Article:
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Hardware Hacking

Controlling Games and Apps Through Muscle Sensors 47

A team with members from Microsoft, the University of Toronto, and the University of Washington have developed an interface that uses electrodes to monitor muscle signals and translate those into commands or button presses, allowing a user to bypass a physical input device and even control a game or application while their hands are full. The video demonstration shows somebody playing Guitar Hero by making strumming motions and tapping his fingers together, a jogger changing his music without having to touch the device, and a man flexing a muscle to open the trunk of his car while he carries objects in both hands. The academic paper (PDF) is available online.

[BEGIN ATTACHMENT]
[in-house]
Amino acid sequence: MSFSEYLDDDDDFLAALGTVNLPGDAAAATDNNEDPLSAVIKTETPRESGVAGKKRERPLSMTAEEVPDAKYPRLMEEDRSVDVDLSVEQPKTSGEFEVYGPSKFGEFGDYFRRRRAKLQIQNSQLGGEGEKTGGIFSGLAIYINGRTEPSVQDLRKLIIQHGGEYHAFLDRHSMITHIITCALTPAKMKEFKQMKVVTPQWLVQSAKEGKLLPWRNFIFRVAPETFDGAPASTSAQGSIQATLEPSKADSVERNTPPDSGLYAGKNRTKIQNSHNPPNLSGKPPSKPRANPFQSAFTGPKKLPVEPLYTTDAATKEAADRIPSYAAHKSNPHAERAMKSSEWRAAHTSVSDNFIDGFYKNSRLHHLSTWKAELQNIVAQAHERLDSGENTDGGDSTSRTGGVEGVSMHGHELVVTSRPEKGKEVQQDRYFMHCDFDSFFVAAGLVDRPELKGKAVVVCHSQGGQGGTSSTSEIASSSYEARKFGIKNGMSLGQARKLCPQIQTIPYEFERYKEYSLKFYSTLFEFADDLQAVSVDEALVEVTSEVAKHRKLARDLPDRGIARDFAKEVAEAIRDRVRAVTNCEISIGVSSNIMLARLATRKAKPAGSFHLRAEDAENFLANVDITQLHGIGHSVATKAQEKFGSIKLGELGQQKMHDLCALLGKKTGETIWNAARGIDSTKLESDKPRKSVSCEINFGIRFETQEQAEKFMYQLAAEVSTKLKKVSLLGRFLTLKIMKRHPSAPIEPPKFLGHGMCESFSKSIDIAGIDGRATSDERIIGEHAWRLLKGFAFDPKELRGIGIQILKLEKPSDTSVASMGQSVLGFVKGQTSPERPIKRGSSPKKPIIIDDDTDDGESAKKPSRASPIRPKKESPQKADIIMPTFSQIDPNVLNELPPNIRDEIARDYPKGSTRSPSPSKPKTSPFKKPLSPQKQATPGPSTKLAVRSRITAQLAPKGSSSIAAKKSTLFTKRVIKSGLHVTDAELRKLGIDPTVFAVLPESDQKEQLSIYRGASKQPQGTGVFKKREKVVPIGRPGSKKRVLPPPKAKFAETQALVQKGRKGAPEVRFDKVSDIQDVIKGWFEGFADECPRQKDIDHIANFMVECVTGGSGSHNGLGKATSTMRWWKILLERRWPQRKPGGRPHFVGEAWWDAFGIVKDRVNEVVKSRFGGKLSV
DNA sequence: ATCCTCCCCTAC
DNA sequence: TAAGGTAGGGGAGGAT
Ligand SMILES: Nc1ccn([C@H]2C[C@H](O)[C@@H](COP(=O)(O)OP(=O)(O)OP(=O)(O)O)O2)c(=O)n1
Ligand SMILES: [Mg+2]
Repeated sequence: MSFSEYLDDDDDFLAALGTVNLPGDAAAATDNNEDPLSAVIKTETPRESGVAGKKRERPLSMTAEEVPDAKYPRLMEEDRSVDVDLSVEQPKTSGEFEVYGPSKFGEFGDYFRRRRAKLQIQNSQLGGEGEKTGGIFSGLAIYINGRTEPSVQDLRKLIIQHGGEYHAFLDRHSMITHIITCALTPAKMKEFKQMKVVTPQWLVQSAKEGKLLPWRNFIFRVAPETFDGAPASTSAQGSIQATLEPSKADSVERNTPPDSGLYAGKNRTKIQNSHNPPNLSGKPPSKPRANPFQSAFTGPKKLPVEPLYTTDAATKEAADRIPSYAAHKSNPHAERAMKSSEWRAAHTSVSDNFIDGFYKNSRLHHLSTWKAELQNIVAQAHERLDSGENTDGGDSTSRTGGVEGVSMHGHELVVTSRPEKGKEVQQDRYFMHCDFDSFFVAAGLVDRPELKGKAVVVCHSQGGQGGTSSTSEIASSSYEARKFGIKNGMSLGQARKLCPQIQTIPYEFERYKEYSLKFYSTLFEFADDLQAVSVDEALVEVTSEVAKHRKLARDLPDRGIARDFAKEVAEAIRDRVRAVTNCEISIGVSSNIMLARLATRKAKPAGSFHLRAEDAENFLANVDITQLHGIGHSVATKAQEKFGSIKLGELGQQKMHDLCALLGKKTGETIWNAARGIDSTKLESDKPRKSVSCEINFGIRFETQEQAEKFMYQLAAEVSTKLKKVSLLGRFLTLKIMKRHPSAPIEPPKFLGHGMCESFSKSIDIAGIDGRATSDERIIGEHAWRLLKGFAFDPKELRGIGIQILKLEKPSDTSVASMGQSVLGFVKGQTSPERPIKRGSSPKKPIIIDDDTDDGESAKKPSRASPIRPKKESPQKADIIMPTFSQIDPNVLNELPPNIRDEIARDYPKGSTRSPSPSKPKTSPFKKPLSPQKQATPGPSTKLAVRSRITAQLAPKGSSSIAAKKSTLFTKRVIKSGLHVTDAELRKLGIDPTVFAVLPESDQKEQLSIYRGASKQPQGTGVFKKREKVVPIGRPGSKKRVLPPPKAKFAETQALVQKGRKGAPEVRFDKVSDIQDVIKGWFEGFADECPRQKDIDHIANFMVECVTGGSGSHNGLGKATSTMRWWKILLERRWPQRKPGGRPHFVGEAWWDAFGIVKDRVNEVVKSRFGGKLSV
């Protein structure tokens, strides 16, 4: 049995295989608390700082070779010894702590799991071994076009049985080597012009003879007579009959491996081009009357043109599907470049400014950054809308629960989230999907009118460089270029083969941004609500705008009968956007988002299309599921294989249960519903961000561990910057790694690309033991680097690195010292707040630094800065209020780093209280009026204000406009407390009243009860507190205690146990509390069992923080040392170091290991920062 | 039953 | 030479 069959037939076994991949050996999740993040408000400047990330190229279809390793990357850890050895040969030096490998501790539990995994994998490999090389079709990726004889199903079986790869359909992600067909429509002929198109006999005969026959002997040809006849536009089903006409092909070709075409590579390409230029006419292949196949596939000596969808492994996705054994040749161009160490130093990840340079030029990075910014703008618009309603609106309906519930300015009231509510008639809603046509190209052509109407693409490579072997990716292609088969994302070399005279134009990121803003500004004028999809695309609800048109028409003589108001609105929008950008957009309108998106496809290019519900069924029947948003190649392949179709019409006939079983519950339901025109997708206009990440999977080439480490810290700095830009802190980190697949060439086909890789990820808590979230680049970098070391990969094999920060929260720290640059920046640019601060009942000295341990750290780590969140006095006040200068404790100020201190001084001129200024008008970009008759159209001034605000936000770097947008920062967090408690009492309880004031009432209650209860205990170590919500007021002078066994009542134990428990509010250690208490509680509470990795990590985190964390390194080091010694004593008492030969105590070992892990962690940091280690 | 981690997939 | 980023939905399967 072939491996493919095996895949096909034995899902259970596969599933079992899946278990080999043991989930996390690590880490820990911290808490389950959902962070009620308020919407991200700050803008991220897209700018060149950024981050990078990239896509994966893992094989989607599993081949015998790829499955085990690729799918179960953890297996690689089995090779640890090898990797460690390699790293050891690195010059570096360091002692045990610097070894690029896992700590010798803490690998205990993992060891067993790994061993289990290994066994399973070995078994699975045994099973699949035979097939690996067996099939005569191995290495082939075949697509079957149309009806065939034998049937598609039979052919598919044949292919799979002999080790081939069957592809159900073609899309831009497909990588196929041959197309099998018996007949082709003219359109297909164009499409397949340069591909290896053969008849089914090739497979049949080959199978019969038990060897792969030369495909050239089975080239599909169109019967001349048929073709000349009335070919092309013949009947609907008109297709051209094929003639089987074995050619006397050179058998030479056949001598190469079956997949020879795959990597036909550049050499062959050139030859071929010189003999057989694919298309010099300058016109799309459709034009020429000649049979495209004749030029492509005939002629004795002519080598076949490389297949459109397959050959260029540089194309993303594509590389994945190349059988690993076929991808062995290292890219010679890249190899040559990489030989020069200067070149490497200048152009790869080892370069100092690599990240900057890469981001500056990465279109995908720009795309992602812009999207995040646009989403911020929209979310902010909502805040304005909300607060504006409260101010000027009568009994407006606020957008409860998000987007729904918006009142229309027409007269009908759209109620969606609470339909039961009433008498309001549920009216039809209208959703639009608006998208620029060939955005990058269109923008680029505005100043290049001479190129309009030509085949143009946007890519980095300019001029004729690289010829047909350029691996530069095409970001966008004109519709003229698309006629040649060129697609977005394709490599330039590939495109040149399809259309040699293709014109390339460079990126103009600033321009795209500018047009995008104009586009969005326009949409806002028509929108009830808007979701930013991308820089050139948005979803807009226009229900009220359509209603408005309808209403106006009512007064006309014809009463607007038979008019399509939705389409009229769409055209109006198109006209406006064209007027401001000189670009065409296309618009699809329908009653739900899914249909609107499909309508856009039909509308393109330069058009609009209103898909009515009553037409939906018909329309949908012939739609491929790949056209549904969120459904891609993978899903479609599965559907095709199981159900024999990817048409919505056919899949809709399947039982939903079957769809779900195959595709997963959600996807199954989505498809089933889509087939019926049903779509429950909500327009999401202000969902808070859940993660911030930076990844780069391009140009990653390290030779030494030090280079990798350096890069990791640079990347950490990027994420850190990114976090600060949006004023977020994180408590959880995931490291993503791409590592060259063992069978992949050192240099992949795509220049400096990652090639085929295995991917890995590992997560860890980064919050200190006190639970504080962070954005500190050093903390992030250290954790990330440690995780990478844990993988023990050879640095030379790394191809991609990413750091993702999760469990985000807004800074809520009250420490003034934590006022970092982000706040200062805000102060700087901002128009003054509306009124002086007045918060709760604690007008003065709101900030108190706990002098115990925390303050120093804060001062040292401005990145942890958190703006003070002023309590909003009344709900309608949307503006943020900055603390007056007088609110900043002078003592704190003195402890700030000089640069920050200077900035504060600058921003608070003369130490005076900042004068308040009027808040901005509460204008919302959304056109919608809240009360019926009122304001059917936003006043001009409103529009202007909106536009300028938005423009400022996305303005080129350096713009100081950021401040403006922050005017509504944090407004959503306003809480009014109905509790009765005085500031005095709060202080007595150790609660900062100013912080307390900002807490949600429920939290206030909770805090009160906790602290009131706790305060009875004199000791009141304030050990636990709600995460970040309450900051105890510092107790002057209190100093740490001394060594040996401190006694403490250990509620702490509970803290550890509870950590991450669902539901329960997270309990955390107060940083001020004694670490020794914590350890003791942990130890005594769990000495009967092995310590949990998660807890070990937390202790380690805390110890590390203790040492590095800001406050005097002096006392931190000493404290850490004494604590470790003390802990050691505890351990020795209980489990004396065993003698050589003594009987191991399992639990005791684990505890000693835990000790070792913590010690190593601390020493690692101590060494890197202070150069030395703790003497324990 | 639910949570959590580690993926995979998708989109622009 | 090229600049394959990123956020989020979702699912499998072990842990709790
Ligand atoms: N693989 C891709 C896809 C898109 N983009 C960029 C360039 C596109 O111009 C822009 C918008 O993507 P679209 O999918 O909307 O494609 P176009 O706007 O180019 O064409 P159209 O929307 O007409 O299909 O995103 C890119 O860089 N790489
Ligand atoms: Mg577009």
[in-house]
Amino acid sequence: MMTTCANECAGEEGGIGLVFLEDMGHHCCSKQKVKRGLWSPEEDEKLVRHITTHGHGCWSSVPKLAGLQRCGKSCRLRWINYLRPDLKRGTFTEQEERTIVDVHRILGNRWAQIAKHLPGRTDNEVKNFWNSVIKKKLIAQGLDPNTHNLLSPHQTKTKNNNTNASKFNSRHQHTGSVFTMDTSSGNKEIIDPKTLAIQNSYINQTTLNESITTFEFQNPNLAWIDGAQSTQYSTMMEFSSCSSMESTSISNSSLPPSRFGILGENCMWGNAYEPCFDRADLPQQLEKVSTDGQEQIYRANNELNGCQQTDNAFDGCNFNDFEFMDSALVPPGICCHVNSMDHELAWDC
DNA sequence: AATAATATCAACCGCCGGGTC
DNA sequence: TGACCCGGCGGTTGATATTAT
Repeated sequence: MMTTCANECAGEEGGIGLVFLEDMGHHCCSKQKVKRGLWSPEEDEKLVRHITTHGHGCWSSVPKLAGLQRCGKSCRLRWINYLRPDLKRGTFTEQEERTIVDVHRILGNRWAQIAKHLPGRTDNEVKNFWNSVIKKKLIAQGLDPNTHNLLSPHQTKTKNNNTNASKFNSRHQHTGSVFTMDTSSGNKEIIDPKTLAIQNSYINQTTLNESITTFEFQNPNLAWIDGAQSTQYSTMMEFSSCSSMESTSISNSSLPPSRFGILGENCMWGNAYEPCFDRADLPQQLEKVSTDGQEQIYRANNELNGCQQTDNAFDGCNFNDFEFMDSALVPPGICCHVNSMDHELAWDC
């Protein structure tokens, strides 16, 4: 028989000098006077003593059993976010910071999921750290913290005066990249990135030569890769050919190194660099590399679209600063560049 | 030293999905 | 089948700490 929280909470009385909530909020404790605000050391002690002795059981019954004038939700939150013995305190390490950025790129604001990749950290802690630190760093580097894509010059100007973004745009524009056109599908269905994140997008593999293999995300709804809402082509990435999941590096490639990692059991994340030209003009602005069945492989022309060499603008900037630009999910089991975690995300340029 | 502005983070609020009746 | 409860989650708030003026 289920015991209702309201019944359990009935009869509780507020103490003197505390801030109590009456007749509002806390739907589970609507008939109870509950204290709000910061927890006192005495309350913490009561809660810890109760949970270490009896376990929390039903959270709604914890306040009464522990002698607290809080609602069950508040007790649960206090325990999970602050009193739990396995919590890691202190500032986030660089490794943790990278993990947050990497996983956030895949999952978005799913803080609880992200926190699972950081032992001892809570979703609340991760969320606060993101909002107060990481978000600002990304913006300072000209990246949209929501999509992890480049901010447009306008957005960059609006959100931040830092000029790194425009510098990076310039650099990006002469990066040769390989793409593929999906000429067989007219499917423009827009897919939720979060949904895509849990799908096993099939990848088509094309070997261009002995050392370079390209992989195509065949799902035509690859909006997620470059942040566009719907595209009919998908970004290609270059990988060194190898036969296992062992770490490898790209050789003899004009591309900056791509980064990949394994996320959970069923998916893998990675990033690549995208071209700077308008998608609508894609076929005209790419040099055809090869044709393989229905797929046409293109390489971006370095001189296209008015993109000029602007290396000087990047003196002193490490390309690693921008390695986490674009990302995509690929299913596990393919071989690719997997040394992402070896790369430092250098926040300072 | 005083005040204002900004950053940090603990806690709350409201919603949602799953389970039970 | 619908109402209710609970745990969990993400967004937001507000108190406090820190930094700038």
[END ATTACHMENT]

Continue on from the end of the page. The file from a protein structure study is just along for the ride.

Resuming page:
Huge Leap Forward In Robotic Limb Replacement 153

BlueshiftVFX sends us to Wired for some video of the impressive, mind-controlled prosthetic robot arm invented by Dean Kamen. "Kamen's arm, dubbed 'Luke' (after Skywalker, I assume), is an incredibly sophisticated bit of engineering that's lightyears ahead of the clamping 'claws' that many amputees are forced to use today. The arm is fully articulated, giving the user the same degrees of movement as a natural arm, and is sensitive enough to pick up a piece of paper, a wineglass, or even a grape without mishap."

Machines certainly can solve problems, store information, correlate, and play games -- but not with pleasure. -- Leo Rosten